Hydrogen generation from dimethyl ether by autothermal reforming

Detta är en avhandling från Stockholm : KTH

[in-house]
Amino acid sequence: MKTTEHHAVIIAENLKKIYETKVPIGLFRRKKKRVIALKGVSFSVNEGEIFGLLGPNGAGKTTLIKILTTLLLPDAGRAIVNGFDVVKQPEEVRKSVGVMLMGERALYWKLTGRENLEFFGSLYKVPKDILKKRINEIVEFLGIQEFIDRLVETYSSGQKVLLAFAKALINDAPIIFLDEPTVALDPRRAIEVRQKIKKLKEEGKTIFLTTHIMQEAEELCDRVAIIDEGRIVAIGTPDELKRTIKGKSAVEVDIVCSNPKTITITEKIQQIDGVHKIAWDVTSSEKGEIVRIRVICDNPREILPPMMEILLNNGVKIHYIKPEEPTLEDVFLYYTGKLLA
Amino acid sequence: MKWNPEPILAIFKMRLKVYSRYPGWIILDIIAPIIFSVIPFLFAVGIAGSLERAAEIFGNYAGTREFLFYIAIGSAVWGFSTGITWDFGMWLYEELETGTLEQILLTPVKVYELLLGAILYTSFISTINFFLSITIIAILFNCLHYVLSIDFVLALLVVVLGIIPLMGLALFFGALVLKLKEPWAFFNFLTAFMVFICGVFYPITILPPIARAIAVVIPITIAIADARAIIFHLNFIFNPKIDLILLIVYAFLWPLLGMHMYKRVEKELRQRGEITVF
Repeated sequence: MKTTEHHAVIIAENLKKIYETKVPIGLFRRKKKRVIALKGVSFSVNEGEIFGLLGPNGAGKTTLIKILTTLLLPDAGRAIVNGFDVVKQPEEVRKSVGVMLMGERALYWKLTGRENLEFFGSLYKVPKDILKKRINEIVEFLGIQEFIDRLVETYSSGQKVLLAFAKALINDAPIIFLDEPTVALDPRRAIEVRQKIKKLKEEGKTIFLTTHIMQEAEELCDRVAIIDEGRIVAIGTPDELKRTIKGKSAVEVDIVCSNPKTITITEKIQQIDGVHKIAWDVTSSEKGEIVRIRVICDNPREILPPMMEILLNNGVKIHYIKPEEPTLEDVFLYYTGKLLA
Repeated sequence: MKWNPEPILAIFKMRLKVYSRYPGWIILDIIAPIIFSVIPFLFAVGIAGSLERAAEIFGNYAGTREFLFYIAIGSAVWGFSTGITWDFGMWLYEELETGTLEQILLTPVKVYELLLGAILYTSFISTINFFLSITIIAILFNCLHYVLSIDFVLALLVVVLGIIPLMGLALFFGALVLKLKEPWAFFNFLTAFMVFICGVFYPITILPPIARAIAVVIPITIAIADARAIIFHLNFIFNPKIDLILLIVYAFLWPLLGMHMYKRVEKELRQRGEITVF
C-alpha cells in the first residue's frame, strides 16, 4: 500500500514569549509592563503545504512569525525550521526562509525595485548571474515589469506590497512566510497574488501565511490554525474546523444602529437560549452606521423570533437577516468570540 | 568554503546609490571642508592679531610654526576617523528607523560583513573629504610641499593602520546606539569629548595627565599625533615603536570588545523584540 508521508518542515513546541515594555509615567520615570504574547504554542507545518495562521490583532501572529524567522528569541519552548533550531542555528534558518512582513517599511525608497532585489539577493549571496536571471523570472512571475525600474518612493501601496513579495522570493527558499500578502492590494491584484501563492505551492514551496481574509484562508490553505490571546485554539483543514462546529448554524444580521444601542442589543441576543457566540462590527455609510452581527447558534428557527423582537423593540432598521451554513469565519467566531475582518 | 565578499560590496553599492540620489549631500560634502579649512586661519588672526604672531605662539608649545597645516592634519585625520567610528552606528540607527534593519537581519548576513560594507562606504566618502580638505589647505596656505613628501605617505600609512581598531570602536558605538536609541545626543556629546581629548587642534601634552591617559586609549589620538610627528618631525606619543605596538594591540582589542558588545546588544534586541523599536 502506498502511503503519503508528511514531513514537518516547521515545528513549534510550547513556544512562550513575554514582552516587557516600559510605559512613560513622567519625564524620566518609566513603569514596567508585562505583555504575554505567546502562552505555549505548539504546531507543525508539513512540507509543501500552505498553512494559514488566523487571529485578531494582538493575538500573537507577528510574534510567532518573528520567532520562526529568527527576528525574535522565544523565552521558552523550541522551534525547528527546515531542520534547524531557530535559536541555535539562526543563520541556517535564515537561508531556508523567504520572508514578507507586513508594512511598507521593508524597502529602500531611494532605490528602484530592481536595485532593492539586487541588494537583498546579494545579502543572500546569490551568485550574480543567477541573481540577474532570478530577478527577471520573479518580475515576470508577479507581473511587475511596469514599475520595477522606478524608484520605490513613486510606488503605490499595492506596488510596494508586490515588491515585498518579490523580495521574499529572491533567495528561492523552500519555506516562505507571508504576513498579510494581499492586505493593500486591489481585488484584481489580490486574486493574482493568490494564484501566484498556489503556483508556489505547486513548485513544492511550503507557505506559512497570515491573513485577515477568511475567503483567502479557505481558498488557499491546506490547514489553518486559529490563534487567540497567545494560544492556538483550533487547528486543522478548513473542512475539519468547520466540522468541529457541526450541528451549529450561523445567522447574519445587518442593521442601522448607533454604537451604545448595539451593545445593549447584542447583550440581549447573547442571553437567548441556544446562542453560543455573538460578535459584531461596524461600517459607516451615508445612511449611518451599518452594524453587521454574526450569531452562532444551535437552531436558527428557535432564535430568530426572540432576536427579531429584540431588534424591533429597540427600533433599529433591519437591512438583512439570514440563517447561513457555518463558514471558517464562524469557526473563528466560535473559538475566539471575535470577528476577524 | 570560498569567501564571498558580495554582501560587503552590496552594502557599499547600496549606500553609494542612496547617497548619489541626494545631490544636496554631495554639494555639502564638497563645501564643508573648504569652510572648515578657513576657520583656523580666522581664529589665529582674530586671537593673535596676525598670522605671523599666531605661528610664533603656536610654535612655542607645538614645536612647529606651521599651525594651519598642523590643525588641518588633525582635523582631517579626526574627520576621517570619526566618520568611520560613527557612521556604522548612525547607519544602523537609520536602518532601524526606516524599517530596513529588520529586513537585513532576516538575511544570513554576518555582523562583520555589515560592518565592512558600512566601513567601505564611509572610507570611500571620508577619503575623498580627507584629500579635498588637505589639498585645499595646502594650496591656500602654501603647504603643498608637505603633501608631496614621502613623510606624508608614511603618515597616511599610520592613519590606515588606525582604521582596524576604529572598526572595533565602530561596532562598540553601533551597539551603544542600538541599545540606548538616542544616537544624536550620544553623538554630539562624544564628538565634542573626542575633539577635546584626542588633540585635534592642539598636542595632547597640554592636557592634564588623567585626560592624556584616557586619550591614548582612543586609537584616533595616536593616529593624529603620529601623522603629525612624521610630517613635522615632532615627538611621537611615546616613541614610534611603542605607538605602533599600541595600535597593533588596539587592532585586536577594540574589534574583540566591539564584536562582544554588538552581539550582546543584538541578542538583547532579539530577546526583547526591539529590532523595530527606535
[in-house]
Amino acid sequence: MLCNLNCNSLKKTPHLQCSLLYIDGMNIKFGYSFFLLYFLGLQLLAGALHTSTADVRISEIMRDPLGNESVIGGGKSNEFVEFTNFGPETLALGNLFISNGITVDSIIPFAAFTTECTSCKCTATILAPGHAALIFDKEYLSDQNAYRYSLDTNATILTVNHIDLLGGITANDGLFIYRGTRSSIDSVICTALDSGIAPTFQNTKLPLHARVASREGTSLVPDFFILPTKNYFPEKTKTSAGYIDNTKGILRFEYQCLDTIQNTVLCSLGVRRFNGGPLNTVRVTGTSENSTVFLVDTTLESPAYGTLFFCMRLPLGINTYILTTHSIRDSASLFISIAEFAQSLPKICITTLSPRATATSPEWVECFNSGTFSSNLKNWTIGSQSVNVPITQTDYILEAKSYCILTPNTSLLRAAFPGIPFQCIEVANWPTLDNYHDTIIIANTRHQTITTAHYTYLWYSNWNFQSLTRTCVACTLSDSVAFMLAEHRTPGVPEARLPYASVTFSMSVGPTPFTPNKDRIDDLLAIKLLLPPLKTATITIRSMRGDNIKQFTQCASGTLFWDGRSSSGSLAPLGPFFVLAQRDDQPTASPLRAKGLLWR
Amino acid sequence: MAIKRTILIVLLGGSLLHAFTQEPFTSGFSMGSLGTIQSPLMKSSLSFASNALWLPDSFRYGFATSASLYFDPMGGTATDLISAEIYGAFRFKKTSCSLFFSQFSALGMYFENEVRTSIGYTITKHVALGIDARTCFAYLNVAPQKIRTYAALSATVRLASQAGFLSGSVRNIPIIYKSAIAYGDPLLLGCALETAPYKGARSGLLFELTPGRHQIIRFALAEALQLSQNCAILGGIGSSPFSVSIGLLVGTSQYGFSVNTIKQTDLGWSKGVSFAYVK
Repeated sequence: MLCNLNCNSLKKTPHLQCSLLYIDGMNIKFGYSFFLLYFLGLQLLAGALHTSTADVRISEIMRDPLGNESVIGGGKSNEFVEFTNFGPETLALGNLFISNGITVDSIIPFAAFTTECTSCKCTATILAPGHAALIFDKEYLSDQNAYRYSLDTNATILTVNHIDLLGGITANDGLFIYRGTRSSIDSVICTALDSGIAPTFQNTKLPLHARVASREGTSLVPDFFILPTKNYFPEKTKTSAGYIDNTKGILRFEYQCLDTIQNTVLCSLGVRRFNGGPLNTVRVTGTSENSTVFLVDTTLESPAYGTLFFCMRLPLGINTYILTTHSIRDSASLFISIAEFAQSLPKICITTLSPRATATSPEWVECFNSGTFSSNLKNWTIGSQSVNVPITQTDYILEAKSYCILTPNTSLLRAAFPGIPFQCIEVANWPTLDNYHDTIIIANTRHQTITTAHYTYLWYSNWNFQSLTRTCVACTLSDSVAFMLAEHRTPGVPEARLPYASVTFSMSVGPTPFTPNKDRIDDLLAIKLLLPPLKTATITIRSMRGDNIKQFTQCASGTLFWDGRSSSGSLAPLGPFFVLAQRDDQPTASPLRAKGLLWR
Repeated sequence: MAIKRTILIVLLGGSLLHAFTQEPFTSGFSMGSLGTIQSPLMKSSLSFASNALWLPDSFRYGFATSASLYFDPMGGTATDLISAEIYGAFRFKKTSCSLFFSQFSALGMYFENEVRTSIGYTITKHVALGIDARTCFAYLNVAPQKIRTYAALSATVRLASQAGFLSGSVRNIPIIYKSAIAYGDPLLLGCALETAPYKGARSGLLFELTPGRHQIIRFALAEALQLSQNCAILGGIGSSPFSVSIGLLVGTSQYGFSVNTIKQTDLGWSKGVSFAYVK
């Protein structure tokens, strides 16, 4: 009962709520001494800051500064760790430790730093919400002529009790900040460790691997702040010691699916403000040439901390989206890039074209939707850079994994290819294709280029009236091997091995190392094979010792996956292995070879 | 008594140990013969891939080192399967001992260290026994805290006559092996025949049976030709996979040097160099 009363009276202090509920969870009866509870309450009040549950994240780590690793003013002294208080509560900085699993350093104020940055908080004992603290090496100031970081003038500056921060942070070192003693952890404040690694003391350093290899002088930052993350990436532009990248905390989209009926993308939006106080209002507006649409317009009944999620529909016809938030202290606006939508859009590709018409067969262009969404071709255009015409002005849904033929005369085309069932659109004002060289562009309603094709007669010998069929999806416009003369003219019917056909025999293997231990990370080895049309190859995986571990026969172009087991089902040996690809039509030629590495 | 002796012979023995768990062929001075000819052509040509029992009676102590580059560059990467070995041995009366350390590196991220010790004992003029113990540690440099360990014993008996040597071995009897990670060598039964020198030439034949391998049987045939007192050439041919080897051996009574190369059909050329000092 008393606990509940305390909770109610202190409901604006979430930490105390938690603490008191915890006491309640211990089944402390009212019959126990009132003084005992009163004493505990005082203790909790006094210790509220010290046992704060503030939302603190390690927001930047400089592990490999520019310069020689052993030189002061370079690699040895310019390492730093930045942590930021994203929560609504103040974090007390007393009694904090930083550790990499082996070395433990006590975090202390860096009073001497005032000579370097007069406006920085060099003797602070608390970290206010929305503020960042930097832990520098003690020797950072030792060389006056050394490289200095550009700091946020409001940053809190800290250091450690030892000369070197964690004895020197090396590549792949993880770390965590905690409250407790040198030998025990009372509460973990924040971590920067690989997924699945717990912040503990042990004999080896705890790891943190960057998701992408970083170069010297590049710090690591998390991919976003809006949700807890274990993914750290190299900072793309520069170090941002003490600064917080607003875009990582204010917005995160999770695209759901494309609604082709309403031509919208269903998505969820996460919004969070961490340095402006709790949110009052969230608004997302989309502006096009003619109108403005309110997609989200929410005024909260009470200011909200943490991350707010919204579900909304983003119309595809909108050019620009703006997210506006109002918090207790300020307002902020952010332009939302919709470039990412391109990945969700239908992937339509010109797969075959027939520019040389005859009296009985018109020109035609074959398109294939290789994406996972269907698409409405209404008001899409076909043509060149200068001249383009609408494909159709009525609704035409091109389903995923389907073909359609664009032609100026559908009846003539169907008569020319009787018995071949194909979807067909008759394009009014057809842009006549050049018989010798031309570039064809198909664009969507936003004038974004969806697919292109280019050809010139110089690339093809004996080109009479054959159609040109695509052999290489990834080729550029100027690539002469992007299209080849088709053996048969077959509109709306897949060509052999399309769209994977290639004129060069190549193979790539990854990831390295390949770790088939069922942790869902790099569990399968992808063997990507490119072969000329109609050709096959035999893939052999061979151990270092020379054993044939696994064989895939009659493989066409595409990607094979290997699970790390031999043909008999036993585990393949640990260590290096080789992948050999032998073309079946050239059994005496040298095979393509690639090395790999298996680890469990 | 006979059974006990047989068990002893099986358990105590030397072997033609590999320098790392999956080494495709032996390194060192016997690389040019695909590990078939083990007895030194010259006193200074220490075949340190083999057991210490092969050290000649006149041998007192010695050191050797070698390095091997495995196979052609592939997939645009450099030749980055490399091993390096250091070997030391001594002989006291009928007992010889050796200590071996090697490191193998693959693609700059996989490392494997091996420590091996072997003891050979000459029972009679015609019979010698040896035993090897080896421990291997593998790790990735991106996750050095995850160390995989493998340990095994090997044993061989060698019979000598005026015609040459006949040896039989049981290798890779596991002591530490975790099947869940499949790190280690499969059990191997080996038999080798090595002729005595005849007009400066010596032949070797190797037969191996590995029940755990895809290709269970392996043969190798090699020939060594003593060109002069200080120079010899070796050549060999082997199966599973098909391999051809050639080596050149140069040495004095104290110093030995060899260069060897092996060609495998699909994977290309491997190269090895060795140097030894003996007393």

Sammanfattning: Heavy-duty trucks are in idle operation during long periods of time, providing the vehicles with electricity via the alternator at standstill. Idling trucks contribute to large amounts of emissions and high fuel consumption as a result of the low efficiency from fuel to electricity. Truck manufacturers are working to develop equipment using auxiliary power units to supply the trucks with electricity, which operate independently of the main engine. Fuel cell-based auxiliary power units could offer high efficiencies and low noise and vibrations. The hydrogen required for the fuel cell can be generated in an onboard fuel reformer. This thesis is devoted to hydrogen generation from dimethyl ether, DME, by autothermal reforming focusing on the application of fuel cell auxiliary power units. In the search for alternative fuels, DME has lately been identified as a promising diesel substitute.The first part of the thesis gives an introduction to the field of DME reforming with a literature survey of recent studies within the area. Included are also results from thermodynamic equilibrium calculations.In the following parts of the thesis, experimental studies on autothermal reforming of DME are presented. A reformer constructed to generate hydrogen to feed a 5 kWe polymer electrolyte fuel cell is evaluated with emphasis on trying to work close to a practically viable process, i.e. without external heating and using gas mixtures resembling real conditions. Additional experiments have been conducted to investigate the use of catalytic oxidation of dimethyl ether as a heat source during startup. The results of these studies are presented in Paper I.In the second experimental study of this thesis, which is presented in Paper II, Pd-based monolithic catalysts are evaluated at small scale for use in autothermal reforming of DME. A screening of various catalyst materials has been performed followed by a study of the influence on the product composition of varying operating parameters such as oxygen-to-DME ratio, steam-to-DME ratio, and temperature.